I was shocked and amazed to find out recently that Kristen Bell, best known as Veronica Mars, also played Uda Bengt in Rob Thomas’s other show, Party Down.
I had known Kristen Bell played Veronica Mars for several years, from seeing commercials for it on UPN back in 2004 and 2005 (though never watching it) and from adding the three seasons of it to my Amazon wish list, where its description was always “Kristen Bell et al.” However, despite being intrigued by Veronica Mars when it originally aired (though apparently not enough to tune in) and obviously planning on purchasing it, I ended up watching Party Down (all 20 episodes of it) first because it was streaming on Netflix and I had heard great things about it. I had no idea there was any connection between the two shows.
After I watched Party Down this summer on Netflix, I happened to buy all three seasons of Veronica Mars on DVD because they were all finally cheap enough for my standards. Somehow, after seeing all two episodes of Party Down in which Bell guest-starred as the cut-throat, competing caterer Uda Bengt, I never noticed her name in the closing credits. In that show in particular, I always read the closing credits attentively to see who played the guest characters and to see if there were any names I’d recognize. I can’t understand how I missed Kristen Bell. I had seen her name underneath the show title on those Veronica Mars DVD’s while scrolling through my Amazon wish list dozens of times. It’s understandable that I wouldn’t recognize Bell herself in the episodes because I had never seen her in anything else, but I can’t understand how I missed her name.
Because I watched both shows in such close succession, you’d think I would have recognized that the same actress who played Veronica also played Uda, instead of the other way around, but I never did. I have little doubt that I would have recognized Uda as Kristen Bell if I had watched a lot of Veronica Mars and then watched Party Down, especially because of all the other Veronica Mars alums who have large and small roles in Party Down. But that’s not the way it happened. After learning she was Uda and thinking back to that character and those episodes (including a GIS and this short preview clip), I was really amazed that I hadn’t put 2 and 2 together. This revelation really shook the foundation of my entertainment world for a few minutes. It was like when I found out my NIH friend Jessica Dolle pronounced her name “Dolly” and not “Dole” after knowing her for about 10 months.
Kristen Bell herself looks about the same in both shows, as they were only filmed a few years apart, but the way she acts, speaks, carries herself, and presents herself as Uda Bengt (including the work of the wardrobe and hair people) make her seem like a completely different person from the young, sarcastically bubbly, determinedly spunky Veronica Mars. (I’m given to understand that this is called acting.) Uda is robotic, serious, humorless, all business, no fun, and ruthlessly efficient as the Valhalla catering team leader. She is always barking orders, threats, or insults into her Bluetooth earpiece intermixed with her face-to-face conversations, to much comedic effect (all of which would be lost on Uda). Her hair is just pulled straight back into a boring, non–time-consuming ponytail. She wears all black as her work uniform. She asks a man out on a date the way she would schedule a business lunch. She knows with passionless certainty that she and her team are leagues better than the Party Down catering team, but she spares no hurtfulness or nastiness when she hurls insults at Ron Donald and the losers who work for him. Uda’s jaw is different somehow—more prominent, clenched, impatient, intolerant, ready to bite any slacker’s head off. Perhaps her odd, foreign name added another element of differentness to this Kristen Bell character that prevented me from recognizing her mere weeks later when I started watching Veronica Mars.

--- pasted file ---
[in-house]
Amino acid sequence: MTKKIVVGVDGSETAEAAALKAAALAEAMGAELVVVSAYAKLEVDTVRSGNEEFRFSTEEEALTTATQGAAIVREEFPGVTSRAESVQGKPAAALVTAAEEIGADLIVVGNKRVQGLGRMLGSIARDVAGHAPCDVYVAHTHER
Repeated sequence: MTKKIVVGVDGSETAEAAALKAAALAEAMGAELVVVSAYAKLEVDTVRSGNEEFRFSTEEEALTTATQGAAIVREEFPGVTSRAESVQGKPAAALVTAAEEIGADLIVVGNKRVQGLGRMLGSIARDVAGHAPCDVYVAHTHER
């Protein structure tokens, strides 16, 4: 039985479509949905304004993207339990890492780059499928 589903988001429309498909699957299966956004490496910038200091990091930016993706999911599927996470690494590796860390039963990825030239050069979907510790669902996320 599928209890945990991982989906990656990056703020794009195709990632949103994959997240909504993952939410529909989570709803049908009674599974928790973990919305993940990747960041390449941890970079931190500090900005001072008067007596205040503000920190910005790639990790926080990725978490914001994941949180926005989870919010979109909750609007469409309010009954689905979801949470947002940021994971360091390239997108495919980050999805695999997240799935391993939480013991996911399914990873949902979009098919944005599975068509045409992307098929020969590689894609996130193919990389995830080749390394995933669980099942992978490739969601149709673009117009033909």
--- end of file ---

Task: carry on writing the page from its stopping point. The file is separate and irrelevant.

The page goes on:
The reason I’m writing about this is that Kristen Bell’s performance as Uda Bengt provides a great life lesson for all of us. We can project the image of ourselves that we want others to see, and we can influence how people think of us by how we dress, speak, stand, walk, and style our hair. When motivational speakers or guidance counselors or whoever advise us to start actively embodying the change we want to see in our lives or start acting the way people in our desired station/position in life act, this really is some of the best advice you can heed, especially at a young age. There are probably better examples of this than a pair of an actress’s characters, but it prompted this realization in me, and hopefully it can impact more people’s lives than mine in a positive way. If you want to succeed in a field of study or a career, start behaving, talking, interacting, and even dressing the way people who are successful in those areas do. If you want people to see you as more confident, smart, outgoing, interesting, older, younger—then make the change in yourself first to make others see you that way. In many cases such superficial changes are only the precursor to the more important step of thinking like and being a new and improved person, but no one does anything in a vacuum, so changing the impression you give others is often necessary to become a successful employee, boss, leader, colleague, student, friend, or loved one. Become the character that you want to become.